Dave Chappelle’s alma mater, The Duke Ellington School of the Arts in Washington, D.C., has put the brakes on renaming its theater after the comedian, the institution announced Friday.
The school cited concerns over Chappelle’s Netflix special “The Closer,” which elicited controversy for his comments about the LGBTQ+ community and transgender people. In the weeks following the standup special’s Oct. 5 debut, Chappelle drew criticism from LGBTQ activists and Netflix employees, leading to virtual and in-person protests in front of Netflix’s offices in Los Angeles.
The school will proceed with renaming festivities on April 22.
In the statement, Chappelle’s alma mater acknowledged “questions and concerns” from the school’s community, including its students.
“Moving forward with the event … without first addressing questions and concerns from members of the Ellington Community would be a missed opportunity for a teachable moment,” the statement read.
Duke Ellington’s principal, Sandi Logan, told The Washington Post that the school has taken steps to address these concerns. In addition to meeting with individual students, she convened with an “advisory committee” of student leaders, including members from the school’s Gender and Sexuality Alliance, each week for a month.
The school will also be implementing an expanded social studies curriculum with content “… related to political activism, civic engagement, arts activism, and the intersections of race, gender, and sexuality.”
Chappelle and Netflix came under fire from prominent social justice organizations in October for the comedian’s jokes targeting trans and other LGBTQ+ people in his new special. “Gender is a fact,” he says at one point in the hour-plus set. “Every human being in this room, every human being on Earth, had to pass through the legs of a woman to be on Earth.” Chappelle then joked about the genitalia of trans women, which he described as “not what it is.”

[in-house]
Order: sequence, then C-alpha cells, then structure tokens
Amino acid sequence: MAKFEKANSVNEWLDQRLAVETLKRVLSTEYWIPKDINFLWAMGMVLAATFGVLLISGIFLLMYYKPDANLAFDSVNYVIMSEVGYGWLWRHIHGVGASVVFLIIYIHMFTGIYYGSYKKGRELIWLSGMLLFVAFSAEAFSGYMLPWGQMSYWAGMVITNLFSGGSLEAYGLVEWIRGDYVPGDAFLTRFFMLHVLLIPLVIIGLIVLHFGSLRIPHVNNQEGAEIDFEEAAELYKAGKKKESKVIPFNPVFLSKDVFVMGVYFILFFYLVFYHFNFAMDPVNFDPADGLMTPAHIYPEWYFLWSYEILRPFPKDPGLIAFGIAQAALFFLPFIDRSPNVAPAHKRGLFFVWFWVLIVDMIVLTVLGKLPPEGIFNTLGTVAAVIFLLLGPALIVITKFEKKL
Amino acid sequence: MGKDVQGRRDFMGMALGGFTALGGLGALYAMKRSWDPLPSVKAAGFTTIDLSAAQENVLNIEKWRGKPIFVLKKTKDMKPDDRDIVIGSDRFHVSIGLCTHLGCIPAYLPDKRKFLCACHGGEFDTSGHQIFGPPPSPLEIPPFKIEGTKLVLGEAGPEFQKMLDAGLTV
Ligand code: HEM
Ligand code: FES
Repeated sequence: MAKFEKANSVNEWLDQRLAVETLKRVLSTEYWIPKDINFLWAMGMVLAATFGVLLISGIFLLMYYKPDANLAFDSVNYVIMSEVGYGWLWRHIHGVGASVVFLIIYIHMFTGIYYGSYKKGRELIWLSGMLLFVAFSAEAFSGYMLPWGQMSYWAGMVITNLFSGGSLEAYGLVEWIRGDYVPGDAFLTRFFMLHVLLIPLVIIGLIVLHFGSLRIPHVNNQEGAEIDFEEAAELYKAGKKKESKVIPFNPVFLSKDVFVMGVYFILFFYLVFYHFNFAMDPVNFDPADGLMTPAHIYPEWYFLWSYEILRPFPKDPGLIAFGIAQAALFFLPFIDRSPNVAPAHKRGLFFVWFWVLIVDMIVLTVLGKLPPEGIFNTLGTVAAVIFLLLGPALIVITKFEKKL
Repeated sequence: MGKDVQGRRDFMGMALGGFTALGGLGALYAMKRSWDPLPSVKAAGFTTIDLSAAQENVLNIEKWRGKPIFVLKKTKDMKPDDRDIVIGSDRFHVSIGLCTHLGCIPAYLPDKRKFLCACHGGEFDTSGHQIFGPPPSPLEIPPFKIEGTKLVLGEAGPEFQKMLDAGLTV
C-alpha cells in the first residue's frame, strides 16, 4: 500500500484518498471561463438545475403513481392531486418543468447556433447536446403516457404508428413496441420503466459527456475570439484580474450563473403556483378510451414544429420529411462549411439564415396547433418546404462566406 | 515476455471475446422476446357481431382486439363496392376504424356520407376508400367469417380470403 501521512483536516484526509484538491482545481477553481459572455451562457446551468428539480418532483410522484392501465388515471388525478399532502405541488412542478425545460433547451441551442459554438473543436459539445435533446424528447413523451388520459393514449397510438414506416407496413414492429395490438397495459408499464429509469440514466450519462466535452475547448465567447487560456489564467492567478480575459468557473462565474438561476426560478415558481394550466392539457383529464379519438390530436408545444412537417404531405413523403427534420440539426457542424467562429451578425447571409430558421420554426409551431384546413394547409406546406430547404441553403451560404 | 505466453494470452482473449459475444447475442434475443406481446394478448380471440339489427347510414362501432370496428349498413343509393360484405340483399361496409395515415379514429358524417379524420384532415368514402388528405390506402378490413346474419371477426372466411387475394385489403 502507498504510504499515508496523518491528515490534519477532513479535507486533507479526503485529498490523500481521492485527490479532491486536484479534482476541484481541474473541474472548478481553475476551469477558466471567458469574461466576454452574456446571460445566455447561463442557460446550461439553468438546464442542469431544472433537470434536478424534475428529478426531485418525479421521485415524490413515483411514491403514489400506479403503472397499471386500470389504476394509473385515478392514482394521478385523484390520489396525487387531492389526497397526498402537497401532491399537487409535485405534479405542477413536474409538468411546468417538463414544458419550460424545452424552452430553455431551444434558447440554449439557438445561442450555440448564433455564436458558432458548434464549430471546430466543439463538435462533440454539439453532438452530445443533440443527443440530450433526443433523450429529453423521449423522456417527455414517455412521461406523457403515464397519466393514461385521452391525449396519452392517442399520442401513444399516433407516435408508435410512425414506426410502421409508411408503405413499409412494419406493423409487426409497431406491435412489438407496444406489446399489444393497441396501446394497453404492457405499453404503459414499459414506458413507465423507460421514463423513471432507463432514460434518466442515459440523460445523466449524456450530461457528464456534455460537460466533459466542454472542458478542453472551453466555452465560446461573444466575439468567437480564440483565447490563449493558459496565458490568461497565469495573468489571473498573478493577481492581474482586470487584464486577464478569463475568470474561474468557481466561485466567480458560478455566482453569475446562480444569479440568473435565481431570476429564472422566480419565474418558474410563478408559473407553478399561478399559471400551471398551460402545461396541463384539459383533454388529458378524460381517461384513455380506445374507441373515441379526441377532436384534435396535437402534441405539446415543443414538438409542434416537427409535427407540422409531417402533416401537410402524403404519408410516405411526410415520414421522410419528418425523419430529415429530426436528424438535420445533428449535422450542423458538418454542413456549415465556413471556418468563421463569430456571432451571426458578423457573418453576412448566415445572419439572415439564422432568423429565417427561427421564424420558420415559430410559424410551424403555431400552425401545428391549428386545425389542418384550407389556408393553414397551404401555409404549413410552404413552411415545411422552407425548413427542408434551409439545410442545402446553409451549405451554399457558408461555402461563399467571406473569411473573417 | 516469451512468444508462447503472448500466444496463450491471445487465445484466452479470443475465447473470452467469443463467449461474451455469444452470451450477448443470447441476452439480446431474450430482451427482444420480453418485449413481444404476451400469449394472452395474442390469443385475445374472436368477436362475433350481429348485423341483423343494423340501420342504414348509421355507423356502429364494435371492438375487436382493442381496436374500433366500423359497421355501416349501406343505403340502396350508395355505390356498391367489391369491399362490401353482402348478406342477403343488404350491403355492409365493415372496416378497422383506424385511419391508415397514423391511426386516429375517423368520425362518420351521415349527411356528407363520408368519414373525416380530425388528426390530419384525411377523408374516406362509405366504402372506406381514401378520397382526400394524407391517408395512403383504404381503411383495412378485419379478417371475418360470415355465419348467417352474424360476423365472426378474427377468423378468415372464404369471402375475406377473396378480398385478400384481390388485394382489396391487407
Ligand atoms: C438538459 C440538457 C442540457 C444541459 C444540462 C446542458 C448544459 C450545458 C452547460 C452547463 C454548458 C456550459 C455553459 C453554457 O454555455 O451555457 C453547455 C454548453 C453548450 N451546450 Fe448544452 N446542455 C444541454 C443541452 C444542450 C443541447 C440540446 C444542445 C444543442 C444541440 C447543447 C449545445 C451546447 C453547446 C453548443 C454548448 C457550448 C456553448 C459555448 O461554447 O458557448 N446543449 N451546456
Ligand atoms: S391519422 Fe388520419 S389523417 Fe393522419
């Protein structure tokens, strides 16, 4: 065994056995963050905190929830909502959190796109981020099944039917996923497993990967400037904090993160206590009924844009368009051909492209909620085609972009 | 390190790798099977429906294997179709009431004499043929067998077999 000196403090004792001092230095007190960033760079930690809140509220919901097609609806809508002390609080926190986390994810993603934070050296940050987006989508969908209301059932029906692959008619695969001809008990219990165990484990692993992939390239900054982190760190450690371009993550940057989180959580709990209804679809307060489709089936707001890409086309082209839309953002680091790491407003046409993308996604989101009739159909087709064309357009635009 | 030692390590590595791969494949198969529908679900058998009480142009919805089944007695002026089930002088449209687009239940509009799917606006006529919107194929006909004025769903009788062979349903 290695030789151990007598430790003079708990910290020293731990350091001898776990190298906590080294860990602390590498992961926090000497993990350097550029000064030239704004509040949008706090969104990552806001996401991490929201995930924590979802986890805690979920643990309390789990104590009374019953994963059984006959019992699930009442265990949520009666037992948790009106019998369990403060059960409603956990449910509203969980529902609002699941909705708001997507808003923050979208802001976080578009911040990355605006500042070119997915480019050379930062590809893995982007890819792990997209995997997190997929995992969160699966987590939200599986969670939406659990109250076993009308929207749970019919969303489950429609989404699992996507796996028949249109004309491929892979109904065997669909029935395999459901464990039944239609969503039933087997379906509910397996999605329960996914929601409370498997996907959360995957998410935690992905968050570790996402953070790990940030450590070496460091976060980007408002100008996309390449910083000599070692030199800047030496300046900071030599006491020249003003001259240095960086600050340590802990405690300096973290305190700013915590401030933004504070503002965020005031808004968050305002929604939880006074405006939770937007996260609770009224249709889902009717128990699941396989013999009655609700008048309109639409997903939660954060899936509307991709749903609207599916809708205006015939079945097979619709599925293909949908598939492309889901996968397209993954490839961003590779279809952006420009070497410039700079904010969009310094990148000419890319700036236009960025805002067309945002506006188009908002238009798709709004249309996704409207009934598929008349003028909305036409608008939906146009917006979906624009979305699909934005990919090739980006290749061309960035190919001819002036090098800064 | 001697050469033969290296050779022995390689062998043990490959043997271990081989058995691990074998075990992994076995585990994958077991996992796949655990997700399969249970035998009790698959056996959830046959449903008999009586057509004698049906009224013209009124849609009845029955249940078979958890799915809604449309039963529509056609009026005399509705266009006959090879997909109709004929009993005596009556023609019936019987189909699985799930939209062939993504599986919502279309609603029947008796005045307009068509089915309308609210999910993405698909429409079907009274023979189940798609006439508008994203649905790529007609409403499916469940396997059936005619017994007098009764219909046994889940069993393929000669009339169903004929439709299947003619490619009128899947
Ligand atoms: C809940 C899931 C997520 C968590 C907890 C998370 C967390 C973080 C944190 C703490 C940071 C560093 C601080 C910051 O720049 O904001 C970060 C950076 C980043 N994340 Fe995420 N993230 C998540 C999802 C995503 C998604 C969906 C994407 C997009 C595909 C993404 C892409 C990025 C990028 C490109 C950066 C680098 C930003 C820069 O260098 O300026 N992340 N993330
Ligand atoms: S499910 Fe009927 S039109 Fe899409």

“Dave is an artist and activist and applauds the school taking time to develop creative and critical thinkers,” Chappelle representative Carla Sims wrote in an email to The Washington Post. “He supports the school and any effort to contribute to open conversations vs. cancellations.”
According to The Post, the school had announced the renaming plan “hours” before “The Closer” premiered on Netflix.
The school, one of the few arts schools in the region with a student body primarily consisting of students of color, said that Chappelle’s “current and future work and influence would raise the profile of the school, increase opportunities for the entire Ellington community, and provide critical fundraising support for the sustainability of our arts-based curriculum.”
Speaking at an Oct. 5 fundraiser, Chappelle called having the theater named after him “the most significant honor of my life.”